The Crown Prince of Reggae has passed away...

DENNIS BROWN, hailed as the "Crown Prince of Reggae" in deference to Bob Marley's kingly rating, died at the University Hospital in Kingston on Thursday, July 1st, 1999.

A spokesman for Brown's camp said the 42-year-old entertainer had been ailing for several weeks, and his condition worsened last night when he was rushed to hospital. Doctors reportedly worked throughout the early morning hours, trying to save his life, but he succumbed at about 7:00 0'clock in the Tony Thwaites Wing of the hospital. Hospital sources told THE STAR that Brown went into cardiac arrest and died. A post mortem has been ordered to determine the cause of death. It is understood that Brown became ill while touring Brazil in May with Gregory Isaacs, Max Romeo and Lloyd Parkes and We the People band. There have been claims that some members of the group who went to Brazil and were detained beyond their intended stay by promoters, have taken ill since returning home. But, Romeo and Isaacs are understood to be okay and are travelling abroad. Lloyd Parkes was not available for comment this morning.

DENNIS BROWN started his career as a nine-year old singer out of Chocomo Lawn in West Kingston, performing with Byron Lee and the Dragonaires in the mid-sixties, appearing on most of Lee's promotions standing on a number of beer boxes to be seen by the audience because of his tiny stature. However, whatever he lacked in height and built, he made up for with a powerful singing voice which made him reggae's most successful singer and, ironically, the favourite of Marley, himself.

He worked with a number of producers over the years, beginning with the legendary Clement "Sir Coxsone' Dodd who produced his first hit, "No Man Is An Island," in 1968 at the age of ten and his first album, of the same name. Other producers included Bunny Lee, Niney, Joe Gibbs, Derrick Harriott and Sly & Robbie.

Brown made 50 albums during his career and numerous hit singles including "Money In My Pocket," "To The Foundation," "Revolution," "Love & Hate," "Silhouettes," "Should I" and "Sitting and Watching."

Some Popular Hits:

Love Has Found Its Way
Sitting And Watching
Promised Land
Should I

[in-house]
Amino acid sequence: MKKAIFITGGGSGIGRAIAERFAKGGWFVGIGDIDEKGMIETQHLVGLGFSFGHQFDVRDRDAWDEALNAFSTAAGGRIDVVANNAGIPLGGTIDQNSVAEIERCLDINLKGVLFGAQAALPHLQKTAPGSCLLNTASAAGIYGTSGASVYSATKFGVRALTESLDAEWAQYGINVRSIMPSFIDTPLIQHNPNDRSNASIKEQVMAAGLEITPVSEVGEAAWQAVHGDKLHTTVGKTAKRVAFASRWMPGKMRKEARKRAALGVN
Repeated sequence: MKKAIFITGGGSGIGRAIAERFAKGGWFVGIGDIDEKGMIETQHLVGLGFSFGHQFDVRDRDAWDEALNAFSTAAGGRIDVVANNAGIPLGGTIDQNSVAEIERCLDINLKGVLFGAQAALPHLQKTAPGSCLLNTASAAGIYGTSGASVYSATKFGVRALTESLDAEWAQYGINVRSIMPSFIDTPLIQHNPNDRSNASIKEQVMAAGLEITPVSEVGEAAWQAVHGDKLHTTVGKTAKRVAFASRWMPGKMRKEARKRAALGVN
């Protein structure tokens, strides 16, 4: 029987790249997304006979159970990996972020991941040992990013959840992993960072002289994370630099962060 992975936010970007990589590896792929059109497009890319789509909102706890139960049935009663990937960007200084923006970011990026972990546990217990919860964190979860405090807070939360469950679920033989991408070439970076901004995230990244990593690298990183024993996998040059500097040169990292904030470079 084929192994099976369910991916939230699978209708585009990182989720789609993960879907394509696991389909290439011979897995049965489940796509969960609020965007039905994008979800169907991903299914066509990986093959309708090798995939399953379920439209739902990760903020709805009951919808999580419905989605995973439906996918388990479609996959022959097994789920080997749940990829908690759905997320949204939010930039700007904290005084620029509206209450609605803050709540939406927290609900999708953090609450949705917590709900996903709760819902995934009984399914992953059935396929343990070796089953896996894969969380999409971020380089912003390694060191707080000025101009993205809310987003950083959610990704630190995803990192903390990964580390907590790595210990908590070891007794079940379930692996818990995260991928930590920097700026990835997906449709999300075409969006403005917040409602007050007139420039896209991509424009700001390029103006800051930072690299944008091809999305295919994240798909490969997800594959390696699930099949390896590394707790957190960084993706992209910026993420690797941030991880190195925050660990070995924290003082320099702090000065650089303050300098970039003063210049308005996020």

Ghetto Girl
Love and Hate
If I follow my heart
Money In My Pocket

News of the sudden death this morning of reggae superstar Dennis Brown, popularly called the Crown Prince of Reggae has rocked the local entertainment industry. Early reactions were gathered by THE STAR from persons who knew the boy wonder who started his career at age 12, and developed his craft, to be dubbed unofficial "Crown Prince ."

Derrick Harriott, who was Brown's first producer back in the '60s described him as: "One of the greatest exponents of reggae music." He said Brown, whose last public performance locally was in December at the Best of Heineken Startime, was always smiling and never shrugged off anyone.

Michael Barnett, promoter of the Heineken Startime series, in remembering Brown said this: "Next to Bob Marley this is the greatest loss for the Jamaican music industry. I don't think we will see a second to him in our lifetime." The promoter said he had been working with Brown on a project and later this evening they were to have done an interview and photo shoot. "He is a man that always delivers. It is unfortunate that this time he couldn't deliver physically, but I am sure he will be there in spirit," he said. Barnett said at the time when he heard the news of his death he was listening to Brown's album 'Inseparable' which was being played by his neighbour.

Local singer Richie Stephens said he had always seen Dennis as one of the greatest reggae artists. "He has always been my idol, the person I wanted to sound like, to be like and wish to meet," Stephens said. He said when he met Brown he came to know that he was a great person- humble, respectable and kind. "Reggae has lost a great asset, may his soul rest in peace," Stephens said.

Source : Jamaican Gleaner

Photo: Unknown

Photo: Teacher

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